To the right of him sat Fast Company founder Alan Webber, (“my life-long mentor,” says Yamashita), who stressed the idea that our most pressing problems cannot be solved without better integration of government, business resources and public initiative.

“Over the past four years, all of those predictions have turned out to be true,” says Yamashita. “To me, that’s such an emblem of what the BIF Summit is about — convening with others to be able to see things that none of us could see on our own. I’m thrilled be to able to go BIF10 this year.”

The BIF Collaborative Innovation Summit combines 30 brilliant storytellers with more than 400 innovation junkies in a two-day storytelling jam, featuring tales of personal discovery and transformation that spark real connection and “random collisions of unusual suspects.”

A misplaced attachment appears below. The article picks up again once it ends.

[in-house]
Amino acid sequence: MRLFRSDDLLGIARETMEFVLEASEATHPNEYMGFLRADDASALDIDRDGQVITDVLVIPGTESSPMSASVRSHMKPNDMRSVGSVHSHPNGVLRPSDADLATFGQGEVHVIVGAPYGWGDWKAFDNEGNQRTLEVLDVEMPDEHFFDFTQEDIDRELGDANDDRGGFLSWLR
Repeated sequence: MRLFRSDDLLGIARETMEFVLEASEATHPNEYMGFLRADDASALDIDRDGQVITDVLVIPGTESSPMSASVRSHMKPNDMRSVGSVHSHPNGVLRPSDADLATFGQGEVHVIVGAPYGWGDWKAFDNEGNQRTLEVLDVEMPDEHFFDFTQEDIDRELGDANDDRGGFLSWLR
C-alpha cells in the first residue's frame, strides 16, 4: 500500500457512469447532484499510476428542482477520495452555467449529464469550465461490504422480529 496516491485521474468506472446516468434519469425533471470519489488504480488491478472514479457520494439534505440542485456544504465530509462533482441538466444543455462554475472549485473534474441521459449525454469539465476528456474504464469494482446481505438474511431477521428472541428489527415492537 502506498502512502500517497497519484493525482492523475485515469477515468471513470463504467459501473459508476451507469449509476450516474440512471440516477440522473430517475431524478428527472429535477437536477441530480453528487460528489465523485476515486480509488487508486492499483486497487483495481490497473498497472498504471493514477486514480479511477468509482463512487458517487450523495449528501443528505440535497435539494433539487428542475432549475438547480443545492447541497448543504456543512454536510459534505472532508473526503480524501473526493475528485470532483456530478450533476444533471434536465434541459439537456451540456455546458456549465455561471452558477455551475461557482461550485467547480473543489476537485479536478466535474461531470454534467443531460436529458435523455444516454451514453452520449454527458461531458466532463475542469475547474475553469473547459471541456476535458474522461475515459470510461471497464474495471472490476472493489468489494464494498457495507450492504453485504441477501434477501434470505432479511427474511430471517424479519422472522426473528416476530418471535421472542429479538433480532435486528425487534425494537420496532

Saul Kaplan is the author of The Business Model Innovation Factory. He is the founder and chief catalyst of the Business Innovation Factory (BIF) in Providence and blogs regularly at It’s Saul Connected. Follow him on Twitter at @skap5. Nicha Ratana is a senior pursuing a degree in English Nonfiction Writing at Brown University and an intern at The Business Innovation Factory. Follow her on Twitter at @nicharatana.

 

TIME Careers & Workplace

6 Sure-Fire Signs They’re Planning to Replace You

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A J James—Getty Images

What to look out for and how to deal with it

LinkedIn Influencer Liz Ryan published this post originally on LinkedIn. Follow Liz on LinkedIn.

There’s lot of wildlife in Boulder. I was gobsmacked the first time bear came into our yard, after living in Chicago and New York for years. It got to be more normal, and then we had a mountain lion on our street. Now there’s a mother lion and two cubs wandering the neighborhood. We didn’t have this kind of thing in New Jersey.